Should some of us live purely by our creativity, and what might that pursuit offer to our civilization?
Not everyone has to build a road, or manage a team of mid-level accountants, or can tomatoes, or bring water to parched villages, or refine the valve synchronization of the artificial heart. To me it seems vital to our species that some of us stay apart from the very real daily demands and problems of the practical world. We call these "apart" people artists, and though we've clearly cleared a space for them in society, it sometimes feels too
apart. One catches wafts of sentiment that portray the artist as the aloof idler and the arts as hopelessly removed from reality. And of course the art world (and more specifically the art marketplace) should take a good amount of responsibility for this head-up-the-butt perception. This seems wrong.
My guy JFK, who strove to be a "total" human (in some super-flawed and incongruous post-war way), genuinely saw the pioneering of imagination and crafting expressions as a "real job" that factored critically in the larger community. Mind you he wasn't out there silk-screening images of Jackie with Andy Warhol at the Factory or anything, but he absolutely placed value in this arena. For example when he says:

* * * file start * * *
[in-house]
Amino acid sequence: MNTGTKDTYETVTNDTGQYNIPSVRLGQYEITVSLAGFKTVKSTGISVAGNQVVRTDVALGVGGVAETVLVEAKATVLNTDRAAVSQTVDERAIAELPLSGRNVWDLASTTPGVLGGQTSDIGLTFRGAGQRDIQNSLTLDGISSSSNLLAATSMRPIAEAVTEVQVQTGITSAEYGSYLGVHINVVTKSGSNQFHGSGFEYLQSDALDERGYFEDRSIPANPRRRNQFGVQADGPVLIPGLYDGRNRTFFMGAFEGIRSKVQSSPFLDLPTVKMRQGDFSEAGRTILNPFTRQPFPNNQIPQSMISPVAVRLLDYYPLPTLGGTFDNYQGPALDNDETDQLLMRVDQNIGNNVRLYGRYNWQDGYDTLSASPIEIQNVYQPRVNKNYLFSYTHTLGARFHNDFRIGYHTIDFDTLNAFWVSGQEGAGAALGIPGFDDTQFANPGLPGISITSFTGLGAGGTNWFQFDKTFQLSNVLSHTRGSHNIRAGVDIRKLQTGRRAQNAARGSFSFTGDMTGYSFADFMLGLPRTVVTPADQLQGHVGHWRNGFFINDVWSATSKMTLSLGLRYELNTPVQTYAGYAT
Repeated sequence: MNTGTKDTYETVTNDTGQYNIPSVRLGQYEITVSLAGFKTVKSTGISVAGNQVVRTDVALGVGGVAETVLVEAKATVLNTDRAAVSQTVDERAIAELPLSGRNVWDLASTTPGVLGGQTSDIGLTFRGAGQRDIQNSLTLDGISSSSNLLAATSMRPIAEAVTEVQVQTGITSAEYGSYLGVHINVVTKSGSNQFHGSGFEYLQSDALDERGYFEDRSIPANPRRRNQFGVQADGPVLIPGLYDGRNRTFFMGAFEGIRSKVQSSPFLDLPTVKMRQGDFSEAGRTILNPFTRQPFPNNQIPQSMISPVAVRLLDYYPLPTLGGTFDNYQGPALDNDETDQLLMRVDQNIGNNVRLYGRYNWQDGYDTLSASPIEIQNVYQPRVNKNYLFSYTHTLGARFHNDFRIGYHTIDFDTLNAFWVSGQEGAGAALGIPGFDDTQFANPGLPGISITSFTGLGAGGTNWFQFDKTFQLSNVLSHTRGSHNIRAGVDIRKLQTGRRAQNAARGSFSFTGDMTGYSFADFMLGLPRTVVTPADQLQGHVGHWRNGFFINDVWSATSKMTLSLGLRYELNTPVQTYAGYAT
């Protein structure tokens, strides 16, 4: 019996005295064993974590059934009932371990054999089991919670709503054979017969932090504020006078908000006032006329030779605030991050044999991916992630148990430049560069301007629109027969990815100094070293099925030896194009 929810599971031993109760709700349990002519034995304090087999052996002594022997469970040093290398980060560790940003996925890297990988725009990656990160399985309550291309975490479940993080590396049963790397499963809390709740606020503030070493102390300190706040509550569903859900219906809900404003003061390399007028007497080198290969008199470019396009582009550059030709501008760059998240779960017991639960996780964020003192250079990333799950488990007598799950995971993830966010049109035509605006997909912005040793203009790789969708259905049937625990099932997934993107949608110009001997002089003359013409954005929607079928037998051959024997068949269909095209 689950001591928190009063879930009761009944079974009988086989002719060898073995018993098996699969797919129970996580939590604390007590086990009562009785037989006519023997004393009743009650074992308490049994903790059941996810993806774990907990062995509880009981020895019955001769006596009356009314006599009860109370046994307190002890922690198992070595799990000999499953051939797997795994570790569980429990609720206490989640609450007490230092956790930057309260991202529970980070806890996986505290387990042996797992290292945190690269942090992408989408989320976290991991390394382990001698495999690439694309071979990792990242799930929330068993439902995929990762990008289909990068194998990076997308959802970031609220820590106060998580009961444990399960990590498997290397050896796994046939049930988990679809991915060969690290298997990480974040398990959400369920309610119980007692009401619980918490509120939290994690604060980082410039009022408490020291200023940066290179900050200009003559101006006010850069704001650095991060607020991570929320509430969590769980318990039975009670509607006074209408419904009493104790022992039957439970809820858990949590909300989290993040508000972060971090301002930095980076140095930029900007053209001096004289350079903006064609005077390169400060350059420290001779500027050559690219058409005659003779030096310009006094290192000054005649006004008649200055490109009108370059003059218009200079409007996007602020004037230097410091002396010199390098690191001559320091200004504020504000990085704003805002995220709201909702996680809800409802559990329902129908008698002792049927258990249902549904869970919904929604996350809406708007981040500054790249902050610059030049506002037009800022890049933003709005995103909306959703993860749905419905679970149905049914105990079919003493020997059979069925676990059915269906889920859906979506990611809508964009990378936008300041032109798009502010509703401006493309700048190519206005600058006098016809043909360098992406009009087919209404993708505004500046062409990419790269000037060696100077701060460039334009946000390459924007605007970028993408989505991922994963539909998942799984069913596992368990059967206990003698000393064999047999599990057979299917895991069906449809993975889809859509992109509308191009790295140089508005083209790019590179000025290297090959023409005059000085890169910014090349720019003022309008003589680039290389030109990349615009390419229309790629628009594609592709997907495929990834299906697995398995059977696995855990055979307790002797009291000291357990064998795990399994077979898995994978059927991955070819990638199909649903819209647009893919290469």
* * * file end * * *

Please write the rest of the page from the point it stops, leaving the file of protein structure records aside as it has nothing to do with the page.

"Art unifies the human experience. The artist has labored, amid deprivation, to perfect his skill; turned aside from quick success in order to strip his vision of everything secondary or cheapening. The life of the arts, far from being an interruption, a distraction in the life of a nation, is very close to the center of a nation's purpose - and is a test of the quality of a nation's civilization." (From JFK's offering to the book Creative America
, Ridge Press, 1963)
There is so much in us to be unlocked. The stuff of our better nature and our collective becoming. Yes, build the road, can the tomato, and yes, sell the painting, the song, the story in the marketplace. Money and ideas should intermingle. And yes, create for the sake of creating alone, so that we might inspect the honest contents of our imaginations and discourse on the pros and cons of admitting them into reality.
("It Didn't Involve a Raise" by J.J. Cromer